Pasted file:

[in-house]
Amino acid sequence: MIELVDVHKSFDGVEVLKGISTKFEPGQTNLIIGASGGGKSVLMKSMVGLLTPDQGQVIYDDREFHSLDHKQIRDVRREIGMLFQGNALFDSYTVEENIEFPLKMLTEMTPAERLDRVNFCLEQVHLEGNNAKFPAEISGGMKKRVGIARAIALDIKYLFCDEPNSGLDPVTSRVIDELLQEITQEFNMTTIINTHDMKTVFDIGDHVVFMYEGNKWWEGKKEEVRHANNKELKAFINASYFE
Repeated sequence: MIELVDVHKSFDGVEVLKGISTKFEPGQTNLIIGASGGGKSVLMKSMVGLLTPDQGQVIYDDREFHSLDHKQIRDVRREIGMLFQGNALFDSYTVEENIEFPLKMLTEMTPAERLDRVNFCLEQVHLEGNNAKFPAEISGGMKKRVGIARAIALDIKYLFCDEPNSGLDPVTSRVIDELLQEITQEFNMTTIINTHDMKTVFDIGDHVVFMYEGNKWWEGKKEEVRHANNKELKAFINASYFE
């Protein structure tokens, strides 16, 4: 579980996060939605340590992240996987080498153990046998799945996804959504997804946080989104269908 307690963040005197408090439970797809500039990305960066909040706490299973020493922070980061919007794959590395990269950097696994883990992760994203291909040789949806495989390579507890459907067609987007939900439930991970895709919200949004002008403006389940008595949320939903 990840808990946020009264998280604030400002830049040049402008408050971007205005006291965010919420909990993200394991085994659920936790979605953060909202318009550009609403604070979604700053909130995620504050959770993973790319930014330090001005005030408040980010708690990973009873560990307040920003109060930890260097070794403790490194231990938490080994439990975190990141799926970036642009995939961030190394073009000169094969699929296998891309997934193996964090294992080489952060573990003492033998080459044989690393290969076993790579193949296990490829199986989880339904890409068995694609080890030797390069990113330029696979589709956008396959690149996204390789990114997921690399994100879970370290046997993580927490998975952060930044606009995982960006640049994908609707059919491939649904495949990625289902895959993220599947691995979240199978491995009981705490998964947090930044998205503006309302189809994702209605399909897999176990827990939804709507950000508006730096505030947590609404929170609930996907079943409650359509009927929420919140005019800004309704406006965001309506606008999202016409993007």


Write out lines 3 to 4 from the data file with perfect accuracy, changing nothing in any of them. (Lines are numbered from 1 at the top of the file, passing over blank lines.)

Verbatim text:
Repeated sequence: MIELVDVHKSFDGVEVLKGISTKFEPGQTNLIIGASGGGKSVLMKSMVGLLTPDQGQVIYDDREFHSLDHKQIRDVRREIGMLFQGNALFDSYTVEENIEFPLKMLTEMTPAERLDRVNFCLEQVHLEGNNAKFPAEISGGMKKRVGIARAIALDIKYLFCDEPNSGLDPVTSRVIDELLQEITQEFNMTTIINTHDMKTVFDIGDHVVFMYEGNKWWEGKKEEVRHANNKELKAFINASYFE
């Protein structure tokens, strides 16, 4: 579980996060939605340590992240996987080498153990046998799945996804959504997804946080989104269908 307690963040005197408090439970797809500039990305960066909040706490299973020493922070980061919007794959590395990269950097696994883990992760994203291909040789949806495989390579507890459907067609987007939900439930991970895709919200949004002008403006389940008595949320939903 990840808990946020009264998280604030400002830049040049402008408050971007205005006291965010919420909990993200394991085994659920936790979605953060909202318009550009609403604070979604700053909130995620504050959770993973790319930014330090001005005030408040980010708690990973009873560990307040920003109060930890260097070794403790490194231990938490080994439990975190990141799926970036642009995939961030190394073009000169094969699929296998891309997934193996964090294992080489952060573990003492033998080459044989690393290969076993790579193949296990490829199986989880339904890409068995694609080890030797390069990113330029696979589709956008396959690149996204390789990114997921690399994100879970370290046997993580927490998975952060930044606009995982960006640049994908609707059919491939649904495949990625289902895959993220599947691995979240199978491995009981705490998964947090930044998205503006309302189809994702209605399909897999176990827990939804709507950000508006730096505030947590609404929170609930996907079943409650359509009927929420919140005019800004309704406006965001309506606008999202016409993007």